North Carolinians are more likely to approve of Gov. Roy Cooper, want House Bill 2 repealed and Medicaid expanded and disapprove of Donald Trump as president, believing he will be a worse president than Barack Obama, according to a poll released Wednesday by left-leaning Public Policy Polling.
PPP says it interviewed 953 people between Jan. 13 and Jan. 16 and that the results have a margin of error of 3.2 percent.
The poll found that Cooper begins his governorship with an approval rating of 45 percent and a disapproval rating of 34 percent. Former Gov. Pat McCrory hadn’t had an approval rating that high since April 2013, PPP reported.
And a majority of voters want McCrory to stay out of the governor’s mansion – 52 percent of those polled don’t think he should run for governor again in 2020, compared to 38 percent who think he should.
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House Bill 2
House Bill 2 is unpopular among North Carolinians polled, with 50 percent opposing it and 32 percent supporting. And 58 percent of people polled think HB2 is hurting the state, compared to 24 percent who think it’s helping.
In addition, most people polled don’t buy that HB2 is making the state safer. About 30 percent believe North Carolina is safer, while 52 percent think it isn’t. That difference is even more stark among women polled; 26 percent believe the state is safer after HB2. House Bill 2 supporters say the bill is intended to protect women.
A slight majority of North Carolinians polled, 51 percent, want to see HB2 repealed, compared to 37 percent who think it should remain on the books. Of those who want to see it repealed, 73 percent blame the N.C. General Assembly for not repealing it, compared to 17 percent who blame the City of Charlotte, whose nondiscrimination ordinance the bill was meant to undo. Of those who want HB2 repealed, 68 percent said they blame Republicans for not repealing the bill, and 15 percent blame Democrats.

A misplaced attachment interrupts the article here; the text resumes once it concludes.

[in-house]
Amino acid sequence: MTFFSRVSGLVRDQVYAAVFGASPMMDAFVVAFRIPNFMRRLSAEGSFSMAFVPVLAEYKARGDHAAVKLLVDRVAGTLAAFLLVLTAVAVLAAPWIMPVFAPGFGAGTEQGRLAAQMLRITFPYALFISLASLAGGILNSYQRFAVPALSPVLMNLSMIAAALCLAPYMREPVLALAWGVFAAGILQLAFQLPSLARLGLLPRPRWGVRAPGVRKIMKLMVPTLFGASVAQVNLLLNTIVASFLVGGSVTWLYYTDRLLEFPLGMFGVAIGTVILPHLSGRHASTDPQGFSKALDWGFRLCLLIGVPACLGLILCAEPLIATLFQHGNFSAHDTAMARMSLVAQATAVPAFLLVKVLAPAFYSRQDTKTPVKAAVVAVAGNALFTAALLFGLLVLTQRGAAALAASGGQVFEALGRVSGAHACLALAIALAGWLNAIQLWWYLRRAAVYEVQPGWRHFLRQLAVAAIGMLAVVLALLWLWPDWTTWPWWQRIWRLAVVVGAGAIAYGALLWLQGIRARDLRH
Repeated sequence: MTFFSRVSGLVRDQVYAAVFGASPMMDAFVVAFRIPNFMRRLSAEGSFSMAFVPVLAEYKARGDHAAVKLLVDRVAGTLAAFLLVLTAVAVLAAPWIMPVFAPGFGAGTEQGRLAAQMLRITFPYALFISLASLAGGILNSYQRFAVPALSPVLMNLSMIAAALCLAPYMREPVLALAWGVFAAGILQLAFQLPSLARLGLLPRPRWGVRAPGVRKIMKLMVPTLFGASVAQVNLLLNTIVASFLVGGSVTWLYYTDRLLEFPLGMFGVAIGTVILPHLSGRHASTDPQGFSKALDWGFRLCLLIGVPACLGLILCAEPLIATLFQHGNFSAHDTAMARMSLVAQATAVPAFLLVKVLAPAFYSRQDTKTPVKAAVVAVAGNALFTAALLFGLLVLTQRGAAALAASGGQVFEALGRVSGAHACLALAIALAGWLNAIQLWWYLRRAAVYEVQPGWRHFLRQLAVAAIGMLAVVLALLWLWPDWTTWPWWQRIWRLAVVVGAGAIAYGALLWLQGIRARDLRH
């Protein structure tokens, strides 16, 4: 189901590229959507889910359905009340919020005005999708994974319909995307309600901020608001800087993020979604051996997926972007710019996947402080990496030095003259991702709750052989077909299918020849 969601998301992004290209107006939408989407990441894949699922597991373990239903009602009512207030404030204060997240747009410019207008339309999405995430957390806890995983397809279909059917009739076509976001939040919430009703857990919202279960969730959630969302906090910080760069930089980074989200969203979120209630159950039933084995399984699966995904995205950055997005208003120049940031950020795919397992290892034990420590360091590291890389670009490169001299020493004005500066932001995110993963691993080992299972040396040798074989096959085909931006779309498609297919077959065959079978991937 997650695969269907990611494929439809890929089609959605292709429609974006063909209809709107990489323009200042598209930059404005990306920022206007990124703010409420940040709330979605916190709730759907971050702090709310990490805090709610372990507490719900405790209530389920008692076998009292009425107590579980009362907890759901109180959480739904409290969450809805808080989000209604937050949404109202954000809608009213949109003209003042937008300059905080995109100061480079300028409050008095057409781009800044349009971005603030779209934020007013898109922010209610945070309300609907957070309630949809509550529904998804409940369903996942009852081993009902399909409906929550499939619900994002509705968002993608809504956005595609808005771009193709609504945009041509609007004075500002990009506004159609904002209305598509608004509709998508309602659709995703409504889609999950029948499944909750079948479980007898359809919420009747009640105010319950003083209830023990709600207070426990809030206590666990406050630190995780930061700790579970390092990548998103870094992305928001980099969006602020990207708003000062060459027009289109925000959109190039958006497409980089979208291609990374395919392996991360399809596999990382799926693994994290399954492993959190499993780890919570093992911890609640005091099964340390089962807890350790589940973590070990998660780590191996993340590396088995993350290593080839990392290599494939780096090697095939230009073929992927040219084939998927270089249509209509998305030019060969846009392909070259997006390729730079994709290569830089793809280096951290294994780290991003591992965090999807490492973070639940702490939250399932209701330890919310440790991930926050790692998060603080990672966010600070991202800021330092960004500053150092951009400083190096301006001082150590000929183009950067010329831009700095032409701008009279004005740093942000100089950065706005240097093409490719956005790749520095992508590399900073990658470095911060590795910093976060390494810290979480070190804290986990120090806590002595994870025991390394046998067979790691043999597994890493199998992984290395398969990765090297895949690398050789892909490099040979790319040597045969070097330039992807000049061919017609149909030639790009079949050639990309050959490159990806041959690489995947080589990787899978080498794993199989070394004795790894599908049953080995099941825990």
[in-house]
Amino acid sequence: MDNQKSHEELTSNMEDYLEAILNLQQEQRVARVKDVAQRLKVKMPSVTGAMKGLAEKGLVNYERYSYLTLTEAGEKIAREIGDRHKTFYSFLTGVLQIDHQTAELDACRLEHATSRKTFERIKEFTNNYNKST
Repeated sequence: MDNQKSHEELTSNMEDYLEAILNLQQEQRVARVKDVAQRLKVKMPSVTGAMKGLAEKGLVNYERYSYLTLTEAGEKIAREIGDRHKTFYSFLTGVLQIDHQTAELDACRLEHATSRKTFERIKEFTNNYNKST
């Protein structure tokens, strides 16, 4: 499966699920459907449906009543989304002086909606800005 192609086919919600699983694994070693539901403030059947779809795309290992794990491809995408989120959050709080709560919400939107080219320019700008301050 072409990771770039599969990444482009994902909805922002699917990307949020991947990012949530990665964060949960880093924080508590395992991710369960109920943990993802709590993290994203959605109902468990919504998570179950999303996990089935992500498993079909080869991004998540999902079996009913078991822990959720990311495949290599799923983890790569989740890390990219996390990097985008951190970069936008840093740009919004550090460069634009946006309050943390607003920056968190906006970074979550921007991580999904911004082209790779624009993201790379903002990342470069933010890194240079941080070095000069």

When Gov. Roy Cooper announced his intention to pursue Medicaid expansion in North Carolina, 63 percent of those polled by PPP said they support the idea compared to 25 percent who don’t. Democrats polled are overwhelmingly in favor, at 86 percent compared to 9 percent who don’t want it expanded. Republicans polled are more split, with 38 percent supporting expansion and 41 percent against.
Donald Trump’s performance among voters in November was better than attitudes toward him reflected in the PPP poll ahead of the inauguration. Trump won North Carolina, but of those polled by PPP, 49 percent see Trump negatively, compared to 44 percent favorably. Among those who say they voted for him, 14 percent don’t see him favorably.
Barack Obama left office with a mixed approval rating among those polled by PPP – 50 percent approved of him and 47 percent disapproved. When asked who they think will be a better president, North Carolinians polled chose Obama over Trump, 49 percent to 45 percent.
Of those polled, larger numbers said they want to see Trump divest himself of all of his business interests; want to see his tax returns; supported requiring a candidate to release 5 years of tax returns; don’t want a wall with Mexico if they have to pay up front for it; think “what works in the Affordable Care Act” should stay in place; and feel U.S. intelligence agencies have more credibility than Trump.
Most of those polled voted for Donald Trump over Hillary Clinton, and 29 percent described themselves as liberal, 30 percent as moderate and 41 percent as conservative. Most were women at 53 percent and the largest number said they are Democrats – 41 percent compared to 33 percent Republicans and 25 percent Independent/other, according to PPP’s report.
Most people who participated in the poll were white – 72 percent compared to 21 percent who said they were African-American and 7 percent other. Forty percent were 46 to 65 years old, compared to 10 percent ages 18 to 29, 24 percent 30 to 45 and 26 percent older than 65.
Most people who participated in the poll had lived in North Carolina all their lives – 59 percent compared to 41 percent who moved to the state from somewhere else.
Abbie Bennett: 919-836-5768, @AbbieRBennett